In between the mouthfuls Nina paged through her last two interviews in search of a new approach for Ann Shaw. It all happened so quickly, but it felt like an eternity. There were five of them. With guns. They spread around the restaurant, assaulted the guests and the manager. One of them hit my wife in the face and I could do nothing. How do you feel about it today? I get these dreams about fighting back, about protecting my wife. It’s a terrible mess. In your latest novel the protagonist is a street kid; he seems so innocent at times, especially when we see him with his friend or the old beggar, but he is also extremely ruthless. Yes, a year ago, I encountered a boy, about twelve. He was begging for money; he said for food. So I took him to a nearby shop and told him to get what he wanted, that I would pay. And I did; when we came out of the shop, he kicked me and called me names, running away from me, the shopping bag clutched tightly to his chest. The next day I sat down to write the book.

It was hard to take at times. Nina felt swamped with all the stories. Fortunately, this morning’s interview went well. Shaw was not as formidable and difficult as she had expected. No nonsense, straight to the point, terribly eloquent, and surprisingly attractive after all. Even Bongani was impressed: ‘I thought you said she was eighty. My makhulu is eighty. This lady is sexy!’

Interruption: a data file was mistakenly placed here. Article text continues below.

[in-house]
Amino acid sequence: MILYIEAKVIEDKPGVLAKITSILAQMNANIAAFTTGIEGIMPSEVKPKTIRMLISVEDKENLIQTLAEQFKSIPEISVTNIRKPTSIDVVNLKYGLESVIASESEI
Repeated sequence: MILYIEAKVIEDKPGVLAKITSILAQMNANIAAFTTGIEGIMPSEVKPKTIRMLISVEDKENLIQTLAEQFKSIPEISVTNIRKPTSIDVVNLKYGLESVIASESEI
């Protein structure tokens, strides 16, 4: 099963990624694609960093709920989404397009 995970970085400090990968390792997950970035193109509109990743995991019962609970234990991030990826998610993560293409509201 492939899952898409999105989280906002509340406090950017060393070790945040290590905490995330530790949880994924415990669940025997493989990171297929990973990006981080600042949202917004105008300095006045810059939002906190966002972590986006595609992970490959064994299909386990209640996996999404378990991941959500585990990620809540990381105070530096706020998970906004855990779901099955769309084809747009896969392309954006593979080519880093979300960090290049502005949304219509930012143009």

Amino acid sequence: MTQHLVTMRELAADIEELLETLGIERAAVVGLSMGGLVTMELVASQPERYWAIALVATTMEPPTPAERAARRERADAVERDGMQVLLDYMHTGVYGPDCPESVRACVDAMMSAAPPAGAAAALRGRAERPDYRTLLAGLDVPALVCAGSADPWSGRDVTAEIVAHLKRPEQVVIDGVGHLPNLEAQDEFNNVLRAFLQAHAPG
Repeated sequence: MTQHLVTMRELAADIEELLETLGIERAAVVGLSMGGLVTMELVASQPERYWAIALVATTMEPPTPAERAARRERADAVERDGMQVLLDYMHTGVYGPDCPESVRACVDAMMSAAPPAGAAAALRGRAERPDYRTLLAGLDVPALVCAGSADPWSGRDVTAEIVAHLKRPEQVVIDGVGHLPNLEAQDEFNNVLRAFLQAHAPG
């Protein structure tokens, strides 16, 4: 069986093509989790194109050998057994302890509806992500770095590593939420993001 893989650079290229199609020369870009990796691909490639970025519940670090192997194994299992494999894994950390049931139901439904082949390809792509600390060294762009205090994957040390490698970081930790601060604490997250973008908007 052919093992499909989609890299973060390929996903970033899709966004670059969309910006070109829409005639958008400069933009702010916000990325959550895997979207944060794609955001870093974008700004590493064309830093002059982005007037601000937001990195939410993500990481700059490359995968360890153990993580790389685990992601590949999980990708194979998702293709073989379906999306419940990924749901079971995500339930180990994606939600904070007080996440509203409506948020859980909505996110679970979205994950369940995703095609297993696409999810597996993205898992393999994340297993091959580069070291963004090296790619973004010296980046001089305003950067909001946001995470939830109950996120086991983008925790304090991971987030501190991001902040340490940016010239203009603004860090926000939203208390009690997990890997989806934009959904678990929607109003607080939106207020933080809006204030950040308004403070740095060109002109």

All the preparation and the rather sleepless night before the interview were worth the trouble. Nina felt that Shaw had really responded to her. And Bongani did a brilliant job, too. She had the photographs in front of her on the screen. He was bloody young, only twenty, yet he was the best photographer they had. He had a way with people, letting them be, and capturing their essence without interposing. He even made the woman she had interviewed first for the series comfortable, and she actually smiles in one of the photographs they printed with the article. One of her eyes still swollen from the blows delivered to her face. She was six months pregnant at the time of the attack. Alone at home, her husband away on business. All I could think of was my baby, please God, don’t let me lose my baby. And her incredible presence of mind, When he started unbuckling his belt, I asked him to use a condom. Blank. You know, because of HIV. The attacker miraculously obeyed.